In Koh Kong Province, there is a project looking to tackle the root causes of environmental degradation and give tourists an unprecedented opportunity to experience Cambodia’s incredible natural beauty
Cambodia is home to beautiful landscapes and an incredible plethora of unique wildlife. The nation’s ecological wonders are also under a constant threat from development, poaching and unchecked resource extraction, however, there are efforts across the country to ensure the protection and preservation of Cambodia’s natural wealth for the next generation.
In the Cardamom Mountains, home to one of Southeast Asia’s last remaining contiguous rainforests, there is a project providing a perfect example of the challenges facing Cambodia’s natural ecosystems and the efforts to protect them. Since 2016, the Steung Areng Community-Based Ecotourism Project (STAR-CBET) has been offering an alternative vision of resource management that provides meaningful livelihoods to local residents and protects this vitally important ecosystem.
According to the Wildlife Alliance, a key partner of the Steung Areng Valley communities, the area is home to more than 50 species listed as threatened on the International Union for the Conservation of Nature’s Red List. Due to the demand for these rare and precious animals in traditional medicine as well as for bushmeat and the exotic pet trade, poaching continues to threaten their numbers. At the same time, the area’s wealth of valuable hardwoods is a constant target of illegal loggers looking to cash in on the demand for luxury wood.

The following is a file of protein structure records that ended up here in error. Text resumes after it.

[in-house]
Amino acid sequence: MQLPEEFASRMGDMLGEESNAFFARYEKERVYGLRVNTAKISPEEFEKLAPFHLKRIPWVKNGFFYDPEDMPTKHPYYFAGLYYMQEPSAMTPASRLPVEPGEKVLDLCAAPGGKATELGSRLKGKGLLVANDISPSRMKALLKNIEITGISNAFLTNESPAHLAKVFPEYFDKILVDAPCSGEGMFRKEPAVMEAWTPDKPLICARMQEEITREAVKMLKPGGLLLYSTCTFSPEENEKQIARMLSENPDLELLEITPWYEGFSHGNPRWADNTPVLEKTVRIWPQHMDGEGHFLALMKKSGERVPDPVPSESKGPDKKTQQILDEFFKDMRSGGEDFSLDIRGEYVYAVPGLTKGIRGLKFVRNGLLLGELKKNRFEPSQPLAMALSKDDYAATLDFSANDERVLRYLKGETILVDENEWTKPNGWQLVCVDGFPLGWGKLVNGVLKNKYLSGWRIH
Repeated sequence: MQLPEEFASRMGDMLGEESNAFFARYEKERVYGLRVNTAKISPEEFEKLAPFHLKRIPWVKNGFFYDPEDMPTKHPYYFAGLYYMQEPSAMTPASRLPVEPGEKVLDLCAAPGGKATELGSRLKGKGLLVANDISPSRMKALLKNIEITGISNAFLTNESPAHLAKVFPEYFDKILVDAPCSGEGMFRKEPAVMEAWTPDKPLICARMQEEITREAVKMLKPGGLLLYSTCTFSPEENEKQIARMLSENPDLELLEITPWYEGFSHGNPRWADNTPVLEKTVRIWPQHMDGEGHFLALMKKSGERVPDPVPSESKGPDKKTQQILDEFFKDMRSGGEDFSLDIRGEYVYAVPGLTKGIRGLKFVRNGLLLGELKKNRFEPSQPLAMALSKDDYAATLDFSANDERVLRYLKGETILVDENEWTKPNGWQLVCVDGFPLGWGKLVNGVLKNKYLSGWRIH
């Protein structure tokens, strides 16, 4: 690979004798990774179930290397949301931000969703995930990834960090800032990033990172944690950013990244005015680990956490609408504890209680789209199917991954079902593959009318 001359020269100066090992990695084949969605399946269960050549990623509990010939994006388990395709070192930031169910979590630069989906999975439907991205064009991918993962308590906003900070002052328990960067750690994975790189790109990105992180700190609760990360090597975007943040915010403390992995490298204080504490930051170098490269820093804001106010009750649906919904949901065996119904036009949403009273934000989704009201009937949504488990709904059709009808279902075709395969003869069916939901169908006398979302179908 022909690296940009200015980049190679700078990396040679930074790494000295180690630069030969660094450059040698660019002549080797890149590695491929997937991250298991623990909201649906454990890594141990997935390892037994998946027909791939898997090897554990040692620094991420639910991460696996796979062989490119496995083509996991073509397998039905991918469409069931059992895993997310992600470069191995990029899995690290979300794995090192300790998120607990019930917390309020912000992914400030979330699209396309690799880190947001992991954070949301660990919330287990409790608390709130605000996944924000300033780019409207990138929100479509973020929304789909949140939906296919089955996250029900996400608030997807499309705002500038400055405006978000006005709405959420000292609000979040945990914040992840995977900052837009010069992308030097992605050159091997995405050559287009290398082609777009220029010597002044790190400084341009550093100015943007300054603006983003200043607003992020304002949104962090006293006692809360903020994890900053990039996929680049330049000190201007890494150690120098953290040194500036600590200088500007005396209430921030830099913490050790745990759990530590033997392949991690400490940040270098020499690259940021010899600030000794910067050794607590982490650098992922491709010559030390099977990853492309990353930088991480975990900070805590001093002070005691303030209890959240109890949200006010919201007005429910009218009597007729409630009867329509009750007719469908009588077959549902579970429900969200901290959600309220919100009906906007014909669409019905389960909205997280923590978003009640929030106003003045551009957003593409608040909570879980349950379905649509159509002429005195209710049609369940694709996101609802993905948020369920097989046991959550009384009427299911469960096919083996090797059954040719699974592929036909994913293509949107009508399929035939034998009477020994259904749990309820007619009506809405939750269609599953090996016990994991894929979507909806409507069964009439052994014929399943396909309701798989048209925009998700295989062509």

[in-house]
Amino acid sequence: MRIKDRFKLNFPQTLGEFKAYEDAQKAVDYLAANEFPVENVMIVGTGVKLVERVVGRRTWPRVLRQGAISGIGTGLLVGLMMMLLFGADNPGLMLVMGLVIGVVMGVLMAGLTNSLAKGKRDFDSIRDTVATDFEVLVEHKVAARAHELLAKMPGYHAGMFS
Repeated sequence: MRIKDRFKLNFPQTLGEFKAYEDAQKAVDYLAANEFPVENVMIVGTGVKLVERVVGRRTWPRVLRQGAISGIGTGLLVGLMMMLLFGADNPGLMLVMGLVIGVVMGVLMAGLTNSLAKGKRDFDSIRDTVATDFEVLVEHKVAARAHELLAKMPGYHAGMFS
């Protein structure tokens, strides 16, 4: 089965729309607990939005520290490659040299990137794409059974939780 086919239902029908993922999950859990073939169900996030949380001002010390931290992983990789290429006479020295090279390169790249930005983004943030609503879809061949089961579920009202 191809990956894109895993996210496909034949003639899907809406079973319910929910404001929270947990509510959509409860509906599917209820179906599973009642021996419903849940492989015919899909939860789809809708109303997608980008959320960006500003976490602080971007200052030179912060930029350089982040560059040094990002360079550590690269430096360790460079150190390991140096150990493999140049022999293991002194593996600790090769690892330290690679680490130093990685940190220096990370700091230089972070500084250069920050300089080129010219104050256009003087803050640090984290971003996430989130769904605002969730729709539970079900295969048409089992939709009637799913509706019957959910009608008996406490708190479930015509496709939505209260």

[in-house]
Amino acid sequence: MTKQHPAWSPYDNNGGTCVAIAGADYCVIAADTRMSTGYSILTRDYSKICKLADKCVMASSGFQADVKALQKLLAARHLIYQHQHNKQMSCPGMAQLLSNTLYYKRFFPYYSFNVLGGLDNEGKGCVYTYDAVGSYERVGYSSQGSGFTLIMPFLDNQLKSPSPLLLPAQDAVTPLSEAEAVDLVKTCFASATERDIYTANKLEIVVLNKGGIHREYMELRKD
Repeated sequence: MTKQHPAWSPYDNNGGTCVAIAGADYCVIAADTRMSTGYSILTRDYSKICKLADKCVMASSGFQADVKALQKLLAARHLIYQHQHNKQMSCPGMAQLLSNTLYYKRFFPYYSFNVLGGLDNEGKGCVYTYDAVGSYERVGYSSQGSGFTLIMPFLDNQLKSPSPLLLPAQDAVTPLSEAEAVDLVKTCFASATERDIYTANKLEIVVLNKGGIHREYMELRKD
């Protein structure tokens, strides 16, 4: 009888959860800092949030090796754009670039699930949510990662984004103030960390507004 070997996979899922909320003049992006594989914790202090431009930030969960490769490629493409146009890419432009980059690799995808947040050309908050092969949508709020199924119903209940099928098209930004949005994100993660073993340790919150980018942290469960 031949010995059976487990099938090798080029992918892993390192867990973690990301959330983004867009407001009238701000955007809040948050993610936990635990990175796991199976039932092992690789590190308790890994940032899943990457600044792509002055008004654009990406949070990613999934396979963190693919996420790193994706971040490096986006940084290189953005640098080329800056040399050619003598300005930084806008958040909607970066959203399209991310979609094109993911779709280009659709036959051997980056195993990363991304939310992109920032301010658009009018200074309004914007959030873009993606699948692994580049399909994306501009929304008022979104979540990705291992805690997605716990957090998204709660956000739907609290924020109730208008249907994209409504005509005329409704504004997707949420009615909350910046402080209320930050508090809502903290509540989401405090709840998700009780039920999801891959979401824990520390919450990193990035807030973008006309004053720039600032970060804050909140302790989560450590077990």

These two drivers of eco-crimes are often the result of local people having no choice but to make money however they can, turning to illegal activity out of desperation. This reality is at the centre of STAR-CBET’s strategy to protect these resources. By recruiting local residents – many of whom previously participated in these illegal activities – to be tour guides and stewards, the program is able to impact the actual cause of the issue by providing the livelihoods that can change behaviours.
Today, three communes made up of 8 villages are part of the program, giving tourists a taste of traditional village life and the opportunity to experience the Steung Areng Valley while helping to preserve the area’s natural beauty. Visitors can take part in a variety of activities, from leisurely jaunts through jungle tracks that will have them home by dark to multi-day motorbike excursions into some of the continent’s most remote rainforests.
Homestays with local residents give visitors a glimpse into daily life in a way that hotels and guest houses simply cannot replicate. Guests travelling to the Areng Valley also have the option of camping in the area’s incredible natural environment. Whether it’s deep in the jungle, at the top of a mountain or overlooking raging rapids, the local landscape is the perfect setting for a night around the campfire and sleeping under the stars.
STAR-CBET demonstrates the potential of community-based conservation strategies by confronting the root causes of environmental destruction. Harnessing the value of local knowledge and providing alternative incomes to residents has created a new economy that values natural resources without destroying them. Instead, the people of Steung Areng Valley get to share the beauty of their forests and rivers with the world and protect their environment for the next generation.
This article is produced by Focus – Ready for Tomorrow in partnership with KampumEra.
This post is also available in: KH